Prior domain adaptation methods address this problem through aligning the global distribution statistics between source domain and target domain, but a drawback of prior methods is that they ignore the semantic information contained in samples, e. g., features of backpacks in target domain might be mapped near features of cars in source domain.
Ranked #7 on Domain Adaptation on SVHN-to-MNIST
We present a novel technique for learning semantic representations, which extends the distributional hypothesis to multilingual data and joint-space embeddings.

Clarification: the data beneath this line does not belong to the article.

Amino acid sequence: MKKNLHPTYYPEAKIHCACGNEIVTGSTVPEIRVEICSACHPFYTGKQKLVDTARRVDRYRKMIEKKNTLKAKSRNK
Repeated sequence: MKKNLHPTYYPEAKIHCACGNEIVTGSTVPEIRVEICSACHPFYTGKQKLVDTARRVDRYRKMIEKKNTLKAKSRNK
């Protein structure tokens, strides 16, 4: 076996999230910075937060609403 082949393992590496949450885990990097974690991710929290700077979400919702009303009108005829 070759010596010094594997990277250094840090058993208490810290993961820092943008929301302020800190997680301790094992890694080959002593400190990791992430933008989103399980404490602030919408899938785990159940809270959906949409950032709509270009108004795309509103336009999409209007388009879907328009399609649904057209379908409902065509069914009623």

Specifically, we use our dual-branch architecture as a universal representation framework to design two sketch-specific deep models: (i) We propose a deep hashing model for sketch retrieval, where a novel hashing loss is specifically designed to accommodate both the abstract and messy traits of sketches.
However, most neural collective EL methods depend entirely upon neural networks to automatically model the semantic dependencies between different EL decisions, which lack of the guidance from external knowledge.
The general problem setting is that word embeddings are induced on an unlabeled training corpus and then a model is trained that embeds novel words into this induced embedding space.
The system achieves state-of-the-art results on several of these benchmarks, which shows that a system trained solely on multimodal data, without assuming any word representations, is able to capture sentence level semantics.